Recently, a man and woman shot two police officers dead. As a calling card, the killers dropped a swastika on the victims. Although neo-Nazis are nothing new, few Americans understand the origin of Naziism. In all likelihood, the killers didn’t know much about it either beyond some vague notion of white supremacy in Hitler’s Germany. Although Naziism is often traced back to Christian anti-Semitism, it was greatly influenced by the most anti-Christian philosophy imaginable: that of Friedrich Nietzsche. Here I explore those philosophical underpinnings.

Nietzsche defines weakness as the absence of willpower. It expresses itself in a lack of order, a disaggregation and anarchy of drives:

The multitude and disgregation [sic] of impulses and the lack of any systematic order among them result in a ‘weak will’; their coordination under a single predominant impulse results in a ‘strong will’: in the first case it is the oscillation and the lack of gravity; in the latter, the precision and clarity of direction (Will to Power, 29).

Because they lack willpower, the weak require help from the outside. Christianity serves this purpose. But by basing itself on pity, it works against breeding and selection, which are prized by the strong.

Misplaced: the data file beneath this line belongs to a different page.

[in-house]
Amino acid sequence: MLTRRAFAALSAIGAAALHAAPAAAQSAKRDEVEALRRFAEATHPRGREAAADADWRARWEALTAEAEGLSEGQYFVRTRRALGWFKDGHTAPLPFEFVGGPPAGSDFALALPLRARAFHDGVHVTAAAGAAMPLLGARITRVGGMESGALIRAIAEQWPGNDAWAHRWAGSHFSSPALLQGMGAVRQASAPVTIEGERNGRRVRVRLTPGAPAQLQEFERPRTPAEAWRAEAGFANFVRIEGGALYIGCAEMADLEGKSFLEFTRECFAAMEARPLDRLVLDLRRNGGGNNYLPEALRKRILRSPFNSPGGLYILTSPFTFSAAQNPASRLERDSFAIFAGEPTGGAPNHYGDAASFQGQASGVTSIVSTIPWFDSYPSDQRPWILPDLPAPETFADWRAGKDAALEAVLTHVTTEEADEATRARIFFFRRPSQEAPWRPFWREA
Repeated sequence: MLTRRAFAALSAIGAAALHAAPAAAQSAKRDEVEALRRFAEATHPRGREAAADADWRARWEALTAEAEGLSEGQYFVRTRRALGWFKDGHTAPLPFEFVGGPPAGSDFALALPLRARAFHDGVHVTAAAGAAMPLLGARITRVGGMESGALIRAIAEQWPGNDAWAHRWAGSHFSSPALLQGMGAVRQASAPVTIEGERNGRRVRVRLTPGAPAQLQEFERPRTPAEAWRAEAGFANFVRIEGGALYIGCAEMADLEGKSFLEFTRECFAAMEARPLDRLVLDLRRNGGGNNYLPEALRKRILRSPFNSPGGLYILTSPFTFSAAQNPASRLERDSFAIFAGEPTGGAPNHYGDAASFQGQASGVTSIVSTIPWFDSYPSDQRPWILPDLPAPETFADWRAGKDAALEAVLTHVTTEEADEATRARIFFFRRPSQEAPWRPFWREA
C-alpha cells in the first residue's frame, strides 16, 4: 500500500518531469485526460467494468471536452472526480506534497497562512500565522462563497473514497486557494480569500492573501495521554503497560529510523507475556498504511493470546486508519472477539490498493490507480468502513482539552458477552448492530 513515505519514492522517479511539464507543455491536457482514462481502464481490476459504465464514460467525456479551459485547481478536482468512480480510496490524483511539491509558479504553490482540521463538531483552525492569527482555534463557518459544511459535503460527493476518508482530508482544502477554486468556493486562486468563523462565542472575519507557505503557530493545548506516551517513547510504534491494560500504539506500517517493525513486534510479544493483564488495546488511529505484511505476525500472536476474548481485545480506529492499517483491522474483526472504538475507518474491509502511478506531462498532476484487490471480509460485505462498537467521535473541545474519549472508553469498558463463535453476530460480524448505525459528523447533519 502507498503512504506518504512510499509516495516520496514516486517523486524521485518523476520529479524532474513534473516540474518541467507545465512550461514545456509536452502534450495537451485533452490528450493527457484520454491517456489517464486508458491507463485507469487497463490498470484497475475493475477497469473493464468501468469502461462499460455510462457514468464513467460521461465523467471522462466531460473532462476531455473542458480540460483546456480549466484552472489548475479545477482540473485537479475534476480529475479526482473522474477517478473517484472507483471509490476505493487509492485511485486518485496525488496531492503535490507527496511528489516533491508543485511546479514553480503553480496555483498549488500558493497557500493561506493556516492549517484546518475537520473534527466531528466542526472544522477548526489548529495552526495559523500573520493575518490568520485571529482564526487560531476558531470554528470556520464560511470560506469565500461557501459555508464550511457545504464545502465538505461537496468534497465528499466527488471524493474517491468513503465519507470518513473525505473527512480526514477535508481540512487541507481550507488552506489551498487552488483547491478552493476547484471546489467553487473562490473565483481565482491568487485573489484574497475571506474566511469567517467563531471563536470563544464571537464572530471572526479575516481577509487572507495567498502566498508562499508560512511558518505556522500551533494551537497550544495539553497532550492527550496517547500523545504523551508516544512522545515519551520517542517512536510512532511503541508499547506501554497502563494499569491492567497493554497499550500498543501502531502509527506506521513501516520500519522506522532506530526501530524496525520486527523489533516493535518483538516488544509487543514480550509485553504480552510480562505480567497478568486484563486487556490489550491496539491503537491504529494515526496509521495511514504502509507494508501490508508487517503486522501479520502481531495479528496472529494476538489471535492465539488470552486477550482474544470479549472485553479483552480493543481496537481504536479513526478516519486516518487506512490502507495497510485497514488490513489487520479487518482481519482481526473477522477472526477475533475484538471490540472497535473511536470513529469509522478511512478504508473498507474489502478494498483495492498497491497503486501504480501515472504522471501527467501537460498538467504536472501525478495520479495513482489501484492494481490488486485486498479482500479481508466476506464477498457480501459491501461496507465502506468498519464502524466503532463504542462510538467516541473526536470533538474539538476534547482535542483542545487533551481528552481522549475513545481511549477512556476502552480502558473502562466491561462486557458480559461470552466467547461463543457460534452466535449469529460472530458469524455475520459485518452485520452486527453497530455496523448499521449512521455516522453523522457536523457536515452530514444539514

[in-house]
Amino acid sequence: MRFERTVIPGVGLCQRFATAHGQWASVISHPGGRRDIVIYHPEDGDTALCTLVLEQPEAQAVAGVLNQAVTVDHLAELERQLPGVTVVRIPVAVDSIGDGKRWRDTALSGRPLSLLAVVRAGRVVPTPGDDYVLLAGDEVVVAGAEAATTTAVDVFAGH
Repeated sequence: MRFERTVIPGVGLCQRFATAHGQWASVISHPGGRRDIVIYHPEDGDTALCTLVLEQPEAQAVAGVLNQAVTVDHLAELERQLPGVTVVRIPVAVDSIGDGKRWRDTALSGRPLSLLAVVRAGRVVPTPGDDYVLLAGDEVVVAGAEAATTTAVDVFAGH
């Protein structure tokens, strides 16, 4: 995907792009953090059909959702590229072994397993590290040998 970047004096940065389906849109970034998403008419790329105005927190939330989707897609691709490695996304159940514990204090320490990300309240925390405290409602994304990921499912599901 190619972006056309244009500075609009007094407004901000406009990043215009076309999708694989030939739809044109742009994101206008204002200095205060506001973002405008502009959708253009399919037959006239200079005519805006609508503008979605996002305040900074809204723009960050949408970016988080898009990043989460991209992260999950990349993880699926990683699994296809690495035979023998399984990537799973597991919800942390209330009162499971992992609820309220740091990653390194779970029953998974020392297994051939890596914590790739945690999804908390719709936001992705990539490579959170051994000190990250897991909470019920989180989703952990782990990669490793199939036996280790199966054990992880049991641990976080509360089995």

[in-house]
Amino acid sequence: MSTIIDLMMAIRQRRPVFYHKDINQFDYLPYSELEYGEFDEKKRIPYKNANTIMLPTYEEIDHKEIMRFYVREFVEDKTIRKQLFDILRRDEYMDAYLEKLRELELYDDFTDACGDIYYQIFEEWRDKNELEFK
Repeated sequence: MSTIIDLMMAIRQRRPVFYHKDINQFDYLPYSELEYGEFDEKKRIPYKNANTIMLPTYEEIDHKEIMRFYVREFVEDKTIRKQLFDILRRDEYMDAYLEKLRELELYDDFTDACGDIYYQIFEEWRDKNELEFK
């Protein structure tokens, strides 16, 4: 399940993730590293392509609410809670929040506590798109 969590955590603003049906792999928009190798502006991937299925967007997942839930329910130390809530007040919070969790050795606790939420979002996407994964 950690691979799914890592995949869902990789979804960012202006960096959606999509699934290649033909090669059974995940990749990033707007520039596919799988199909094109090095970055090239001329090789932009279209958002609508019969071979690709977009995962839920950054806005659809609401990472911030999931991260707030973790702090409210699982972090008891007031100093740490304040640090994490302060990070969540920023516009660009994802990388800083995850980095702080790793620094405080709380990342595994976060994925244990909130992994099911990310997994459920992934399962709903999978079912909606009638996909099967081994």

Christianity is called the religion of pity. Pity stands opposed to the tonic emotions which heighten our vitality: it has a depressing effect…Pity makes suffering contagious (The Antichrist, section 7).

The universal love of mankind is in practice the preference for the suffering, the underprivileged, degenerate…[T]he Christian scheme of values…has, from the standpoint of general breeding, no meaning at all…The species requires that the ill-constituted, weak, degenerate, perish: but it was precisely to them that Christianity turned…What is ‘virtue’ and ‘charity’ in Christianity if not just…this solidarity of the weak, this hampering of selection? (Will to Power, 142)

Christian charity, which does not recognize the inherent superiority of one race over another, makes the weak races strong and threatens to ruin the master race:

It is quite in order that we possess no religion of oppressed Aryan races, for that is a contradiction: a master race is either on top or it is destroyed (93).

This struggle between weak and strong, master and slave, provides the background against which Nietzsche analyzes the antagonism between Christianity and politics:

However modest one may be in one’s demand for intellectual cleanliness, one cannot help feeling, when coming into contact with the New Testament, a kind of inexpressible discomfiture: the unchecked impudence with which the least qualified want to raise their voice on the greatest problems, and even claim to be judges of such things, surpasses all measure. The shameless levity with which the most intractable problems…are spoken of, as if they are not problems at all but simply things that these little bigots knew!…Those lying little abortions of bigots…began to reverse values according to [their] own image, as if [they] were the meaning, the salt, the measure, and the standard of all the rest…The taste of natures of this kind tends to subtlety, to floweriness, to extreme feelings…[B]lundering is made into an art, the instinct for destruction systematized as ‘redemption’ (118;132;143).